Also known as stoneboats, you can find dozens referenced on the web like this style we used.
About 15 years ago, we had a storm that loosened a mighty oak branch above the pond in our front yard. After the tenth attempt at patching the hole it left in the EPDM liner, I gave up. It was one of my first ponds, and I had stretched the rubber into it to eliminate wrinkles.
Bad idea. Almost 20 years later, that overstretched, ancient liner just kept ripping past patch after patch when I refilled the pond. It had nothing left. So, one new liner later, I vowed that I would never worry about branches again. I borrowed a tool from the concrete dome people, the Tirolessa Sprayer, which scoops and sprays stucco mixes. I adapted the concrete so I could scoop and spray ¼ inch at a time.
It wouldn’t stick to the rubber, so I covered the EPDM with underlayment. It was anchored well at the top to keep the weight of the concrete from pulling it down. After we troweled on four additional ½-inch coats, I had a concrete armor that laughed at sledgehammers. Forget those branches!
We’ve refined it a bit for zoos and botanical gardens. Now we cover a concrete base with geotextile, then liner, then geotextile, creating a slip membrane so the liner can move freely, even if the base or top layer crack. Then we top the liner sandwich with a one-to-two mix of Portland and mason sand with an acrylic admixture and chopped fibers (“gorilla hair”) to control cracking as it wet cures. I won’t outlast these installations.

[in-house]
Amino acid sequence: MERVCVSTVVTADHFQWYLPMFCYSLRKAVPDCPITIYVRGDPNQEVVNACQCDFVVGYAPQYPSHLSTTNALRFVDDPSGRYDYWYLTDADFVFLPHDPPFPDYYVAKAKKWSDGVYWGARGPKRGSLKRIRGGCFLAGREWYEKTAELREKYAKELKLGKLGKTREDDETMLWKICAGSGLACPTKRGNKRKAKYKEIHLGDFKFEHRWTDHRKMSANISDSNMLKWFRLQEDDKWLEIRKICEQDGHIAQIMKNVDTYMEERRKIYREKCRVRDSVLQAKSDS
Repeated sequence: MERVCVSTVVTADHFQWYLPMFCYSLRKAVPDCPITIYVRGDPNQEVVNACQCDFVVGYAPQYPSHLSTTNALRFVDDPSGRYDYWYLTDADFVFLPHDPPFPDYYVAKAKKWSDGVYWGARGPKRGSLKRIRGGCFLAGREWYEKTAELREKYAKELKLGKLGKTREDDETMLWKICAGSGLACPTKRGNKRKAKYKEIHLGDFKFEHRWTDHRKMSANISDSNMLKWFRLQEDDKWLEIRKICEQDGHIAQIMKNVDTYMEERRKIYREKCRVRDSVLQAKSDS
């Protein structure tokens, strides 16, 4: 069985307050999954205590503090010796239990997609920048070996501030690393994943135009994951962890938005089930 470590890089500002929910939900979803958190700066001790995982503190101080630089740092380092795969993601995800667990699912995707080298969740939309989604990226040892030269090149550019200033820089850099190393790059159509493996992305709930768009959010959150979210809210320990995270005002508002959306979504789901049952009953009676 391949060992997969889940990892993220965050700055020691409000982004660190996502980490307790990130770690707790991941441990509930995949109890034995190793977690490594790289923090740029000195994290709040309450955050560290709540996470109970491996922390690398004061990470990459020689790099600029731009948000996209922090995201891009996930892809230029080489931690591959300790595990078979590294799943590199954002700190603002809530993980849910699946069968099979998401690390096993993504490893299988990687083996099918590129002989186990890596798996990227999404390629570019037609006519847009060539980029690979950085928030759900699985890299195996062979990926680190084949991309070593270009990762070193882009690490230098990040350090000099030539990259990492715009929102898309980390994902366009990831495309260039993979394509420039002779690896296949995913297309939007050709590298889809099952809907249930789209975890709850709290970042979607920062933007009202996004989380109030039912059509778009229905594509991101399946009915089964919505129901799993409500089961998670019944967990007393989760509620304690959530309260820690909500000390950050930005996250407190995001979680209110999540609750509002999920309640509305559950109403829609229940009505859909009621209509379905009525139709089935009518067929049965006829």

Perimeter Bog Filters
Another favorite at zoos and botanical gardens are Perimeter Bog Filters made with water matrix blocks. We’ve seen again and again that the limiting factor at such institutions isn’t funding — it’s labor. The caretakers have so much to do that the learning curve of technological solutions, such as advanced pond filters, puts them solidly out of reach, for no other reason than they need specialized maintenance that no one has time to learn.
Sediment traps, on the other hand, work completely in the background until you see muck, which can then be flushed away by opening and closing a valve. If you plant them, there’s some pruning to be done as well, but that’s old hat too. This is the opposite of modern technology; the Romans used them to remove sediments from their aqueducts.
Give moving water with suspended solids a place to slow down, and the solids will drop out. Push water into EcoBlox where the partitions will slow velocity to zero and drop out sediment. Fit a vault in the EcoBlox chamber with a bottom drain below where the water comes in, and they can be flushed clean by opening a valve. Plant up a thin layer of gravel on top of the blocks, and the plants and symbiotic bacteria will remove toxins as well. Install, then flush and prune once a year. Talk about low tech! No wonder they like them.
Demi Fortuna is Director of Product Information for Atlantic Water Gardens, traveling and working with contractors and distributors in developing targeted Atlantic sales support materials.